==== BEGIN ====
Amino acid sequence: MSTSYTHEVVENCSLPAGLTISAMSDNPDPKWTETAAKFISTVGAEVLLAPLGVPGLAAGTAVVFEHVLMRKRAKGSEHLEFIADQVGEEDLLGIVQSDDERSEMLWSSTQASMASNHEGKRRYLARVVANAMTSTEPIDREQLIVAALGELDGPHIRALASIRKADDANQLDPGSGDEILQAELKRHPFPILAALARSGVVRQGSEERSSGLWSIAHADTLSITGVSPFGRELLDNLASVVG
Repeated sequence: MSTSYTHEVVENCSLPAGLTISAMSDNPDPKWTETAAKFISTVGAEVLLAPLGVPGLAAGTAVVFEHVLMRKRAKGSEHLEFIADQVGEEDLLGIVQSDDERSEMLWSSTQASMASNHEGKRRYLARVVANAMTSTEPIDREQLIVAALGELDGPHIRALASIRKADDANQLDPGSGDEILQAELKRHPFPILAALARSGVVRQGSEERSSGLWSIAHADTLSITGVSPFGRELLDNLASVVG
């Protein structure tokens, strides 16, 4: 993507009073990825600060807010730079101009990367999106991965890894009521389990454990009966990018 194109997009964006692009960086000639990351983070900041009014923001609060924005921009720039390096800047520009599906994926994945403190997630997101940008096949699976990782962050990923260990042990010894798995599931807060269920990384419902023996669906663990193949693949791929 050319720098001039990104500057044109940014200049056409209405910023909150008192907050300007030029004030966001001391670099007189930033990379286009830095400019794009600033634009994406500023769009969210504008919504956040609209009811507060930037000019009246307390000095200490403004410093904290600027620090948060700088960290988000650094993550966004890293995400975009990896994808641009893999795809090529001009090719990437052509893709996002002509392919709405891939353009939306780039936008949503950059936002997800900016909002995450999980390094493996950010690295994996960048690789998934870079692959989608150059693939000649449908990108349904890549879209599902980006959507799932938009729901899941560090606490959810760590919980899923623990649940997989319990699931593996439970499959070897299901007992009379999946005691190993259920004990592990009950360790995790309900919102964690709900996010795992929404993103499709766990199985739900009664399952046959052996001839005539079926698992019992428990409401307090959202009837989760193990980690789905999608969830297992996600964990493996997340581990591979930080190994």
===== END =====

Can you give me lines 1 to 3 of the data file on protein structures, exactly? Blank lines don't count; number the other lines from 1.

Amino acid sequence: MSTSYTHEVVENCSLPAGLTISAMSDNPDPKWTETAAKFISTVGAEVLLAPLGVPGLAAGTAVVFEHVLMRKRAKGSEHLEFIADQVGEEDLLGIVQSDDERSEMLWSSTQASMASNHEGKRRYLARVVANAMTSTEPIDREQLIVAALGELDGPHIRALASIRKADDANQLDPGSGDEILQAELKRHPFPILAALARSGVVRQGSEERSSGLWSIAHADTLSITGVSPFGRELLDNLASVVG
Repeated sequence: MSTSYTHEVVENCSLPAGLTISAMSDNPDPKWTETAAKFISTVGAEVLLAPLGVPGLAAGTAVVFEHVLMRKRAKGSEHLEFIADQVGEEDLLGIVQSDDERSEMLWSSTQASMASNHEGKRRYLARVVANAMTSTEPIDREQLIVAALGELDGPHIRALASIRKADDANQLDPGSGDEILQAELKRHPFPILAALARSGVVRQGSEERSSGLWSIAHADTLSITGVSPFGRELLDNLASVVG
């Protein structure tokens, strides 16, 4: 993507009073990825600060807010730079101009990367999106991965890894009521389990454990009966990018 194109997009964006692009960086000639990351983070900041009014923001609060924005921009720039390096800047520009599906994926994945403190997630997101940008096949699976990782962050990923260990042990010894798995599931807060269920990384419902023996669906663990193949693949791929 050319720098001039990104500057044109940014200049056409209405910023909150008192907050300007030029004030966001001391670099007189930033990379286009830095400019794009600033634009994406500023769009969210504008919504956040609209009811507060930037000019009246307390000095200490403004410093904290600027620090948060700088960290988000650094993550966004890293995400975009990896994808641009893999795809090529001009090719990437052509893709996002002509392919709405891939353009939306780039936008949503950059936002997800900016909002995450999980390094493996950010690295994996960048690789998934870079692959989608150059693939000649449908990108349904890549879209599902980006959507799932938009729901899941560090606490959810760590919980899923623990649940997989319990699931593996439970499959070897299901007992009379999946005691190993259920004990592990009950360790995790309900919102964690709900996010795992929404993103499709766990199985739900009664399952046959052996001839005539079926698992019992428990409401307090959202009837989760193990980690789905999608969830297992996600964990493996997340581990591979930080190994």